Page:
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POSTPONED: 2nd Wednesday Lecture: Green Revolution in Mexico
May 10, 2017 @ 6:00 pm - 7:30 pm
Due to the Cubs Trophy Tour, this lecture is being rescheduled to Wednesday, September 13th.
2nd Wednesday Lecture: The Green Revolution and the Americanization of Foodways in Mexico
Presented by Chris Boyer, Professor and Chair of History, Professor of Latin American and Latino Studies at the University of Illinois at Chicago
This presentation describes how the so-called “Green Revolution” transformed and Americanized the production and consumption of food in Mexico. The Green Revolution resulted from efforts by American philanthropic organizations such as the Rockefeller Foundation and of Midwestern agronomists including Nobel-laureate Norman Borlaug to improve the productivity of corn- and wheat fields through the use of irrigation, pesticides, “improved” crop varieties, and massive amounts of fertilizer.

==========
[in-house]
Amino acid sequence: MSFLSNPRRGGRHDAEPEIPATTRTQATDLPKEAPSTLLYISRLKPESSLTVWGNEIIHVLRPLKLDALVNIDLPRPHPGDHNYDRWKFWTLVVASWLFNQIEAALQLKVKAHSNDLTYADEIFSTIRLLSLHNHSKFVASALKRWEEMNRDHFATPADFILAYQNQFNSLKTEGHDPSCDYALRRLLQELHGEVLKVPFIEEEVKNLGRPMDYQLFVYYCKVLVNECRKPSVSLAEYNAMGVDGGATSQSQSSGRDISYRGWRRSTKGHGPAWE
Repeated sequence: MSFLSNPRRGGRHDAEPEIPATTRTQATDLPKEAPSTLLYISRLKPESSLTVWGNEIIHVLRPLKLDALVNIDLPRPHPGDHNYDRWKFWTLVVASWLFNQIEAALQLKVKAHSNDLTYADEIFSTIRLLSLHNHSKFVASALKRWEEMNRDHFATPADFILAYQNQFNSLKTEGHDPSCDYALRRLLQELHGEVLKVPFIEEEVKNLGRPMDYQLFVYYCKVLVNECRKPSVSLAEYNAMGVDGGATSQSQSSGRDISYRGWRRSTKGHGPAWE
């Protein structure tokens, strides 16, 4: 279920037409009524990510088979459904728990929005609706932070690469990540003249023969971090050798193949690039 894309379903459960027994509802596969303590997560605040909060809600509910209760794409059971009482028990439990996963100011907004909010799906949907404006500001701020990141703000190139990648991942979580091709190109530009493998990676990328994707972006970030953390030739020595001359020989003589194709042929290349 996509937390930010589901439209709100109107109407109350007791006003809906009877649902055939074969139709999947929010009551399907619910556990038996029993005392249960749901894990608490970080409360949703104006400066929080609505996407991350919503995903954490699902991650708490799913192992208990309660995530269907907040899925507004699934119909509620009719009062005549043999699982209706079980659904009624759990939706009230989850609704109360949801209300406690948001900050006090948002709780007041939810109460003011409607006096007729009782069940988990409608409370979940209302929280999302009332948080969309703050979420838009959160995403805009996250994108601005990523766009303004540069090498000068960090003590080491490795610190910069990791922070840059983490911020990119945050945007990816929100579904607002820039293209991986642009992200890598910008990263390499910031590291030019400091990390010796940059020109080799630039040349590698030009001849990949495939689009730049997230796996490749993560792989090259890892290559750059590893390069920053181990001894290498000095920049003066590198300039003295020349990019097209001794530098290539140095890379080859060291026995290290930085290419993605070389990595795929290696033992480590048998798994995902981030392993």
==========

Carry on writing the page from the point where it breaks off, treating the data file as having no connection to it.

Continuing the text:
I will show that this initiative had moderate success in increasing wheat and corn production, but at significant ecological and social costs. While initially aimed at peasant producers, Green Revolution technologies ultimately favored commercial producers over peasants, accentuated resource conflicts, and facilitated the “Americanization” of the Mexican diet: It favored the rise of packaged white bread and ultimately of corporations such as Bimbo (now the world’s largest commercial bakery); of processed corn flour and ultimately corporations such as Maseca (now the world’s largest producer of corn masa for tortillas); and of the consumption of processed foods such as sugary soda, fast food, and what Mexicans call comida chatarra, i.e., pre-packaged junk food. The result, I argue, is that in 2010, the same year that the United Nations declared Mexican cuisine an intangible cultural heritage of humanity, Mexico also ranked as one of the world’s most obese nations and largest consumers of Coca-Cola, even as approximately one third of its citizens suffered from some form of food insecurity.
The presentation will conclude by discussing possible solutions to this situation and how we, as Chicagoans, might help.